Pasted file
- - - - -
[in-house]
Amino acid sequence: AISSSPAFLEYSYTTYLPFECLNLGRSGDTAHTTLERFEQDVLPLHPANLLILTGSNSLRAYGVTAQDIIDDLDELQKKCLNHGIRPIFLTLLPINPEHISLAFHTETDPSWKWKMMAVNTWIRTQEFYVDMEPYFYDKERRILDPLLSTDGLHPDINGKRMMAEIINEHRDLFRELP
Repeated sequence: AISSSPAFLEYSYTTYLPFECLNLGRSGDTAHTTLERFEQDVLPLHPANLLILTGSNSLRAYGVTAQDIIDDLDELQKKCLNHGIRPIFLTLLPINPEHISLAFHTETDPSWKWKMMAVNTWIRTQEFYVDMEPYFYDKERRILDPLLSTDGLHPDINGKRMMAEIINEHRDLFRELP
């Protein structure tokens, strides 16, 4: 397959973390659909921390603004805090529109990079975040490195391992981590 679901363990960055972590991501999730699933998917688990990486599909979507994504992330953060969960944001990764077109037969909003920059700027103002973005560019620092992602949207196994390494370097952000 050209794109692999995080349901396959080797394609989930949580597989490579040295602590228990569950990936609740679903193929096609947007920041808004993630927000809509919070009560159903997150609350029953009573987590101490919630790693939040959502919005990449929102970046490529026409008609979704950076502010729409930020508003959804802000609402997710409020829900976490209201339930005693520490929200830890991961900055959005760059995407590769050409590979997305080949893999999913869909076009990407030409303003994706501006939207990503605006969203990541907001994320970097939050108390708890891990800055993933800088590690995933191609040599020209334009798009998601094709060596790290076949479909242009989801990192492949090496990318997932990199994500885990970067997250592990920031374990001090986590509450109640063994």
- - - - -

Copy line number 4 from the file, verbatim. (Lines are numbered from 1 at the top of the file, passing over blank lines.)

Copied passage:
């Protein structure tokens, strides 16, 4: 397959973390659909921390603004805090529109990079975040490195391992981590 679901363990960055972590991501999730699933998917688990990486599909979507994504992330953060969960944001990764077109037969909003920059700027103002973005560019620092992602949207196994390494370097952000 050209794109692999995080349901396959080797394609989930949580597989490579040295602590228990569950990936609740679903193929096609947007920041808004993630927000809509919070009560159903997150609350029953009573987590101490919630790693939040959502919005990449929102970046490529026409008609979704950076502010729409930020508003959804802000609402997710409020829900976490209201339930005693520490929200830890991961900055959005760059995407590769050409590979997305080949893999999913869909076009990407030409303003994706501006939207990503605006969203990541907001994320970097939050108390708890891990800055993933800088590690995933191609040599020209334009798009998601094709060596790290076949479909242009989801990192492949090496990318997932990199994500885990970067997250592990920031374990001090986590509450109640063994």